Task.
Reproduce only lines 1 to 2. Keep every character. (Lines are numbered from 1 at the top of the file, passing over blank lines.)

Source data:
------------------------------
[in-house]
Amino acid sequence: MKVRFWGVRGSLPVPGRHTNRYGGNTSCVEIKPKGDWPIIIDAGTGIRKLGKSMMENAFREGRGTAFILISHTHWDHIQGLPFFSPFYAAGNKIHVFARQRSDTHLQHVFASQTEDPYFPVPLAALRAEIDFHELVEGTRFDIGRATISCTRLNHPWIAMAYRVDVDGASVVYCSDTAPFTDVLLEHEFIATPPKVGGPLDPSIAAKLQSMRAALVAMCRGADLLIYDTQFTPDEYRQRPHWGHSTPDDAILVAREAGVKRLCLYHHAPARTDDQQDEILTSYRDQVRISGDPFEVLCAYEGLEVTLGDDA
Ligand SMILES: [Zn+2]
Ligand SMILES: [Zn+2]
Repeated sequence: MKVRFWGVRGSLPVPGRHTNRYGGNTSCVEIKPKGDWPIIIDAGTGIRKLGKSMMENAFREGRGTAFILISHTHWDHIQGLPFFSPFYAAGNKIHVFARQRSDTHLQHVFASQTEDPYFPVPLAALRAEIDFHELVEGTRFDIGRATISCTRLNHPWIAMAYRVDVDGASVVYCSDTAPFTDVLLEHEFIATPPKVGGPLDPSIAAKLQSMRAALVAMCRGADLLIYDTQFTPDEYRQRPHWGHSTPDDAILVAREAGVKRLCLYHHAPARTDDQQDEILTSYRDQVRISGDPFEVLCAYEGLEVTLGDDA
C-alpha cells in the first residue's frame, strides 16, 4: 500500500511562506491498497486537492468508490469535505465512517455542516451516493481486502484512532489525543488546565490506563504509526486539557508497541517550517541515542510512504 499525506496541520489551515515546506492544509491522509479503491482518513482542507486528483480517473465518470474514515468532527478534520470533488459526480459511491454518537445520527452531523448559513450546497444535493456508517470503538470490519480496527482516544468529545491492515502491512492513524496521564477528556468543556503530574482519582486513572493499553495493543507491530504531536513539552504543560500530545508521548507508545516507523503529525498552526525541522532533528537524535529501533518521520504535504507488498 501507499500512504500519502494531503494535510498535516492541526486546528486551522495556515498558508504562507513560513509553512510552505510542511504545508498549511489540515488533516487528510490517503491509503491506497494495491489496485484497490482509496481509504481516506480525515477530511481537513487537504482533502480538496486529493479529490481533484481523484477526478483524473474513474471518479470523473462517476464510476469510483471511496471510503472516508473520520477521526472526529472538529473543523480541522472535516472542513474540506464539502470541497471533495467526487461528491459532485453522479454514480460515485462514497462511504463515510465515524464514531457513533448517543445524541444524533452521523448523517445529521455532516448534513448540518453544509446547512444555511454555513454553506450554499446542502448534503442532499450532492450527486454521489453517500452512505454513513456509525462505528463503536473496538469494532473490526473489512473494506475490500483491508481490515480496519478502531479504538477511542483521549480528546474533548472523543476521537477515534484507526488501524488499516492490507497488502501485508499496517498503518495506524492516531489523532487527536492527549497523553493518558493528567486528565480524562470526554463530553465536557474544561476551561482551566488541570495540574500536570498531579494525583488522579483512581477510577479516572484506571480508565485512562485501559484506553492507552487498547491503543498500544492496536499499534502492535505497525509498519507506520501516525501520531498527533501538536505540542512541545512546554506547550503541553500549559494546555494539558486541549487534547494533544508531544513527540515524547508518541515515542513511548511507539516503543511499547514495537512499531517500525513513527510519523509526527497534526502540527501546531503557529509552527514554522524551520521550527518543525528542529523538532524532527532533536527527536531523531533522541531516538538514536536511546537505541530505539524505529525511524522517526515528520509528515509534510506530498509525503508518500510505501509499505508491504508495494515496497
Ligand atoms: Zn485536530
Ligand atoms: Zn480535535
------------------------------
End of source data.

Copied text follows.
[in-house]
Amino acid sequence: MKVRFWGVRGSLPVPGRHTNRYGGNTSCVEIKPKGDWPIIIDAGTGIRKLGKSMMENAFREGRGTAFILISHTHWDHIQGLPFFSPFYAAGNKIHVFARQRSDTHLQHVFASQTEDPYFPVPLAALRAEIDFHELVEGTRFDIGRATISCTRLNHPWIAMAYRVDVDGASVVYCSDTAPFTDVLLEHEFIATPPKVGGPLDPSIAAKLQSMRAALVAMCRGADLLIYDTQFTPDEYRQRPHWGHSTPDDAILVAREAGVKRLCLYHHAPARTDDQQDEILTSYRDQVRISGDPFEVLCAYEGLEVTLGDDA